Columbus avenue, committed suicide last night
by shooting himself ln the head. He had been
out of work some tlmo and had been drinking
heavily. He told his wife two nights ago that
he was tired over her complaints at his con
duct nnd said ho guessed he would kill her.
He wont out and bought a revolver, but, after
his return, decided to wait until morning.
Yesterday Mrs. Reimer asked her sister to
spend the evening with her. Reimer came
home nt O o'clock, and his Idea of homicide had
taken possession of him again.
"All." ho said choerfully, "you have com
pany? Well. I will Bill yon both." The wo
men tried to mason with him. and evidently
did change hla purpose. ' Home. Sweet
Home ' " he rend from a motto on the wall. " It
Is not. It is hell on earth." Then he shot him
self before thoir eyes.
Both women fainted as ho fell dead, and De
tective Bengal, who came to Investigate the
shot, thought at first that it was a triple trag
edy, and rapped for assistance. The women
soon revived.
Killed Himself Because His Wife Left Him.
lii.ooMTiEi.i), N. J., Sept. 30. Julius Iwers
of Bloomfleld avenue committed sulolde last
night by swallowing parts green. The body
was lound this morning In the bathtub. Iwers
was 36 years old and was employed aa a lithog
rapher In New York. About ten days ago.
after many quarrels, his wife and two children
left him and went to live with friends on Smith
street. Vallsburg. Blnoe then he had been
despondent. .
The Weather.
The storm whloh was on the wast Quit ooeet has
moved slightly to the northward, having Increase!
but little In energy. The rainfall ln ths Mississippi
States, from the Qnlf north to lows and Indiana and
thenca eastward over the Tennessee valley, has been
heavy. The rain area la spreading into the Ohio
valley and South Atlantic States and is likely to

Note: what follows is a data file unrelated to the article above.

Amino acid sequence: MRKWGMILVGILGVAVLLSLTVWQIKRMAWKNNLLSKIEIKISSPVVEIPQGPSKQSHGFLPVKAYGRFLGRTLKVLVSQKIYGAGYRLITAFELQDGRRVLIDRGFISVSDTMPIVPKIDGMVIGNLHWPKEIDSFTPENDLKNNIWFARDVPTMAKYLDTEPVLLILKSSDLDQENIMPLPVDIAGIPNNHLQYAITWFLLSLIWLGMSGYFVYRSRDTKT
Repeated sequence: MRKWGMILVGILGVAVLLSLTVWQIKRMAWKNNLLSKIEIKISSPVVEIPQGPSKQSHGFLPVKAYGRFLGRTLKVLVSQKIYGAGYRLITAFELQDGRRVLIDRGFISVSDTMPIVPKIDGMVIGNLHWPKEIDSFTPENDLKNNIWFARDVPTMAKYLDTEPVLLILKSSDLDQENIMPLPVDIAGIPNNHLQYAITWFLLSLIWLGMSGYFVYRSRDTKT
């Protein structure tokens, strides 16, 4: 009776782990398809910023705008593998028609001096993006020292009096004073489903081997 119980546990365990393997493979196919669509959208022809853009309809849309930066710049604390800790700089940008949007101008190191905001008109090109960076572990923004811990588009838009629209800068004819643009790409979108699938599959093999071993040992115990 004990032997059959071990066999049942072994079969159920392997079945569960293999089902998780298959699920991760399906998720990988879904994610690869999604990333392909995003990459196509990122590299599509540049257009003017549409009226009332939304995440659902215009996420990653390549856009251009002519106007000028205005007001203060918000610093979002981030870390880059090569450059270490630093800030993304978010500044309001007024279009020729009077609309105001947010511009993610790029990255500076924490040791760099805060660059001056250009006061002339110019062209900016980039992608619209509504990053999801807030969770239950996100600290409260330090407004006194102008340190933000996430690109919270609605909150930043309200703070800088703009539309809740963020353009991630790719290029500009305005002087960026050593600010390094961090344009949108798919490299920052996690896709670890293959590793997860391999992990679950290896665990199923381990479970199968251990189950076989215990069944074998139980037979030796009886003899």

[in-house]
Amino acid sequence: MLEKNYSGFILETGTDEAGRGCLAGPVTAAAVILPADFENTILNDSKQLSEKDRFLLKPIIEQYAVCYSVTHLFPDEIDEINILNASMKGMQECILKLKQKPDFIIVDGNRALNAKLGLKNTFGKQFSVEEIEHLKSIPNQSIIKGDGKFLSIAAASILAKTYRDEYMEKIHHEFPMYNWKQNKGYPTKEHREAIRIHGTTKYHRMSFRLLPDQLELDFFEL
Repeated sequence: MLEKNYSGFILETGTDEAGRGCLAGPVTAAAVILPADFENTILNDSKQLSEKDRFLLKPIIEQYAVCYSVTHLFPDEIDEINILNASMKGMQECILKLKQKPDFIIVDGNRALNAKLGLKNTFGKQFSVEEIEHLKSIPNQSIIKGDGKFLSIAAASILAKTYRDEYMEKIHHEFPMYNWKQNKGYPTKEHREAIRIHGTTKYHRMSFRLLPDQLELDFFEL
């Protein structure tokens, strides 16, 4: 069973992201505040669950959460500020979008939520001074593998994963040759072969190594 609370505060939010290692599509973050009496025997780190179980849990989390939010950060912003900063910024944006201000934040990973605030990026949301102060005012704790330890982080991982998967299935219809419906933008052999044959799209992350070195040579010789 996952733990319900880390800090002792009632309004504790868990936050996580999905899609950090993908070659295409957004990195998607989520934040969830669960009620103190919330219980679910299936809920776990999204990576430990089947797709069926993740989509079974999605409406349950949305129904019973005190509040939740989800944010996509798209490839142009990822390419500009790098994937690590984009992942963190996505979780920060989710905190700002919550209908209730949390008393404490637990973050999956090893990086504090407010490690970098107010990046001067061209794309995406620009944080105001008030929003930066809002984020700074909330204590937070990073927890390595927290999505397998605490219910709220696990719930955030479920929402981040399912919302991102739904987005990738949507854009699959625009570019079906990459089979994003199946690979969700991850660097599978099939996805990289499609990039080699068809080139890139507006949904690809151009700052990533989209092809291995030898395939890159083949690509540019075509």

reach this region about Sunday.
Fair weather prevailed yeatarday In ths Allantio
Btatea, ths lake regions, and the extreme west. It
waa cooler in the nurthweat and southwest and
warmer ln nearly all other districts.
In this olty the day waa fair: highest offlolal ism
perature 76", loweat OS'; avenge humidity, ol per
cent: wind southeasterly; average velocity, 10
miles an hour; barometer corrected to read to sea
level at 8 A. M. 80.23, 8 P. M. 80.21.
The temperature aa recorded by the official ther
mometer and also by Tax Sell's thermometer at the
street level is shown In ths aaneied table:
OJIoiai-. dan's. OJHaml-. An'l.
rnti. isv7. itus. 1st. ui. stat.
b a. M..eso eo aa" s r. m..b 72 t
UM.....78 71 8 UP. M..4B U 4
8 P.M.. 72 74 72 12 Mld...6 82
far auUra Ntw Fork, tscrsewa UtUinui; aAswiis
.Saturday sigAt and Aisday awrnwa; ItgM I Am
ttutk U loutktaM wimli.
For eastern Pennsylvania. Mew Jersey, Delaware,
I)la:rtct of Columbia and Maryland, increasing rluudl
noas, probably showers at night; fresh east winds.
For Mew bkgland, partly cloudy ; light to fresh
south winds.
For western Mew York aad western Pennsylvania,
threatening weather, followed by showers la the
aitareVMUii freak aoulhsssl wlada
Aa Inventory of the Novelist's Belongings
Taken In Proceedings to Collect the
Jsdimrnt Obtained by the Band
writing Experts Mne, Zola's Pretest.
Svrtmi Cablt Dnraltk In Tub Stni.
Parib. Sept 30. Octave Mlrbeau's offer to
defray the damages obtained against M. Zola
by the handwriting exports In the Dreyfus
and Katerhasy cases, who charged him with
slander, has been refused by the representa
tive of the experts because M. Mlrbeau Insisted